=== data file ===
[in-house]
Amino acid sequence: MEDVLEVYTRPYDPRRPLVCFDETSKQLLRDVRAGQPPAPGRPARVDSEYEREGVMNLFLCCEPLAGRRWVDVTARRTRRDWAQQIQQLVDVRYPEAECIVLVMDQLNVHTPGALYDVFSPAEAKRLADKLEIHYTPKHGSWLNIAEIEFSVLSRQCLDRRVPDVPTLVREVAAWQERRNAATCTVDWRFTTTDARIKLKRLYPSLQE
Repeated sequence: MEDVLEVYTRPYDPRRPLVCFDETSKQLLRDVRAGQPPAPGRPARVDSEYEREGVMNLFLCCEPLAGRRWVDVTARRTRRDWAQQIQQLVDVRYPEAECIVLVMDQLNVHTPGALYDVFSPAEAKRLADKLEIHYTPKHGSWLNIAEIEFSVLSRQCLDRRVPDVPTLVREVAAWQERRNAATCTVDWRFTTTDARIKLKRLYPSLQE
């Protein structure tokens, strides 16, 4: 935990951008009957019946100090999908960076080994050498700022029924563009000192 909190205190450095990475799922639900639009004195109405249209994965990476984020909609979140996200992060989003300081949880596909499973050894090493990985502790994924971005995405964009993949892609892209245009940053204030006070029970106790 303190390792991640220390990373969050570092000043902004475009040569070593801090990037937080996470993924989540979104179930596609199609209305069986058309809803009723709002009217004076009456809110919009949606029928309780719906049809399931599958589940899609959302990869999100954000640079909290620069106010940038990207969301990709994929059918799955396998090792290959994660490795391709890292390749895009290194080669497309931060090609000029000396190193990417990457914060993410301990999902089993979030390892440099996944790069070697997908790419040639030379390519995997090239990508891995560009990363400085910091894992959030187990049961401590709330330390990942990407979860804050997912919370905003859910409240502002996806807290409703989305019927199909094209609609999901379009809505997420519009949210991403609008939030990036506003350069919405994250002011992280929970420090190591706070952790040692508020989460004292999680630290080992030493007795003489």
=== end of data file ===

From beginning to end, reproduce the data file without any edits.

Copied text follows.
[in-house]
Amino acid sequence: MEDVLEVYTRPYDPRRPLVCFDETSKQLLRDVRAGQPPAPGRPARVDSEYEREGVMNLFLCCEPLAGRRWVDVTARRTRRDWAQQIQQLVDVRYPEAECIVLVMDQLNVHTPGALYDVFSPAEAKRLADKLEIHYTPKHGSWLNIAEIEFSVLSRQCLDRRVPDVPTLVREVAAWQERRNAATCTVDWRFTTTDARIKLKRLYPSLQE
Repeated sequence: MEDVLEVYTRPYDPRRPLVCFDETSKQLLRDVRAGQPPAPGRPARVDSEYEREGVMNLFLCCEPLAGRRWVDVTARRTRRDWAQQIQQLVDVRYPEAECIVLVMDQLNVHTPGALYDVFSPAEAKRLADKLEIHYTPKHGSWLNIAEIEFSVLSRQCLDRRVPDVPTLVREVAAWQERRNAATCTVDWRFTTTDARIKLKRLYPSLQE
């Protein structure tokens, strides 16, 4: 935990951008009957019946100090999908960076080994050498700022029924563009000192 909190205190450095990475799922639900639009004195109405249209994965990476984020909609979140996200992060989003300081949880596909499973050894090493990985502790994924971005995405964009993949892609892209245009940053204030006070029970106790 303190390792991640220390990373969050570092000043902004475009040569070593801090990037937080996470993924989540979104179930596609199609209305069986058309809803009723709002009217004076009456809110919009949606029928309780719906049809399931599958589940899609959302990869999100954000640079909290620069106010940038990207969301990709994929059918799955396998090792290959994660490795391709890292390749895009290194080669497309931060090609000029000396190193990417990457914060993410301990999902089993979030390892440099996944790069070697997908790419040639030379390519995997090239990508891995560009990363400085910091894992959030187990049961401590709330330390990942990407979860804050997912919370905003859910409240502002996806807290409703989305019927199909094209609609999901379009809505997420519009949210991403609008939030990036506003350069919405994250002011992280929970420090190591706070952790040692508020989460004292999680630290080992030493007795003489």